It may be possible to earn more teaching at one of the United State's prestigious music conservatories—though it's difficult to get exact numbers. Ziprecruiter says that boarding school teachers earn just over $58,000 per year, with the highest salaries reaching over $132,000 annually. Naturally, these numbers depend heavily on the individual school and your status as a teacher. Still, they illustrate that it's possible to make good money for teaching at a very high level—where jobs are extremely competitive.
The BLS reports that art, drama, and music teachers earn an average wage of $75,900. The top 25 percent makes $100,000 and above, with the top ten percent making $156,000. Not every college professor earns that much (or anywhere close), but many of the top-earning music teachers in the United States teach at colleges and universities.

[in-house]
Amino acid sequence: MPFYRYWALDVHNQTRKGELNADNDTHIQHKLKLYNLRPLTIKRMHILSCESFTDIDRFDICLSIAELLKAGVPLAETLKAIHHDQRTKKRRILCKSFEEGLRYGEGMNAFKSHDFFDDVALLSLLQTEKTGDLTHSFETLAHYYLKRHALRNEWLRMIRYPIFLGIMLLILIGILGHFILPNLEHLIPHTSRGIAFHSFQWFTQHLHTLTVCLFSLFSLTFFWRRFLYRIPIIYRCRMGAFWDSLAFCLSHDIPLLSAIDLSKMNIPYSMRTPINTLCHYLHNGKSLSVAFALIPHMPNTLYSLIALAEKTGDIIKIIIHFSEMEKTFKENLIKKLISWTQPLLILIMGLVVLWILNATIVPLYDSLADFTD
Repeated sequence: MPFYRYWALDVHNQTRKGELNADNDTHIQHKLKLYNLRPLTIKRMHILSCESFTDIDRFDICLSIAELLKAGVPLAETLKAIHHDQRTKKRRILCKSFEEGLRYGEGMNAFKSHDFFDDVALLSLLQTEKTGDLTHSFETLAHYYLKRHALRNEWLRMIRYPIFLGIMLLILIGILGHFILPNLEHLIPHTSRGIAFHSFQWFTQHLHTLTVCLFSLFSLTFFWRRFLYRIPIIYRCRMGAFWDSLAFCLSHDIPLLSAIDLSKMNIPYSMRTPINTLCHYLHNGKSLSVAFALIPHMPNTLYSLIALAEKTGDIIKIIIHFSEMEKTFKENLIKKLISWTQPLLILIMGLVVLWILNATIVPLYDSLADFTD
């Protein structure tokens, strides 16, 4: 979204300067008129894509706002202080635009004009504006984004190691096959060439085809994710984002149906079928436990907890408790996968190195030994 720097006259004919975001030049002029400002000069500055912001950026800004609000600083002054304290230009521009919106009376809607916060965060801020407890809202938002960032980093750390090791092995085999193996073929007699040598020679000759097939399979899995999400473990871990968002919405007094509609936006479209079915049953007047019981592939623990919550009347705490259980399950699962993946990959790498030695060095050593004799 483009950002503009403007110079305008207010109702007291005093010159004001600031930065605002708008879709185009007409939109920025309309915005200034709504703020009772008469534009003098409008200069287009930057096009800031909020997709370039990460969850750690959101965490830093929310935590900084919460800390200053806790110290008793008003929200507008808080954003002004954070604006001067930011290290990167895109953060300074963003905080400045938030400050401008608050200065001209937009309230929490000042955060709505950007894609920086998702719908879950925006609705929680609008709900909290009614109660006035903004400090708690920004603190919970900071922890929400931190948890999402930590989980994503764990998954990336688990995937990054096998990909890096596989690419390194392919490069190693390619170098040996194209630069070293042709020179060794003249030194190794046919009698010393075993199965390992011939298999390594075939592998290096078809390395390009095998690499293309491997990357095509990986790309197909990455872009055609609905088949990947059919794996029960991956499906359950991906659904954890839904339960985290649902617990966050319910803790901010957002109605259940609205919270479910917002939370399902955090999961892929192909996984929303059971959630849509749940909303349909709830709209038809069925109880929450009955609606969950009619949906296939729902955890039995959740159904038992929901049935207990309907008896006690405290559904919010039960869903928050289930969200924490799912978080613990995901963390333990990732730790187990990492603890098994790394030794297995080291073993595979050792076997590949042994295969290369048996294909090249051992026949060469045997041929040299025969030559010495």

Teachers often get excellent benefits, which can help make up for comparatively lower salaries. The benefits package for public school teachers includes better insurance and pension plans than the average worker.
Why is this, and what does it mean? One reason is that school districts frequently offer to increase benefits rather than give monetary raises, meaning total compensation can look different from salary. Still, according to the Economic Policy Institute, "The benefits advantage of teachers has not been enough to offset the growing wage penalty." In fact, "the teacher total compensation penalty grew by 11.5 percentage points from 1993 to 2021," and that was before teachers took an additional hit with 2022's inflationary run.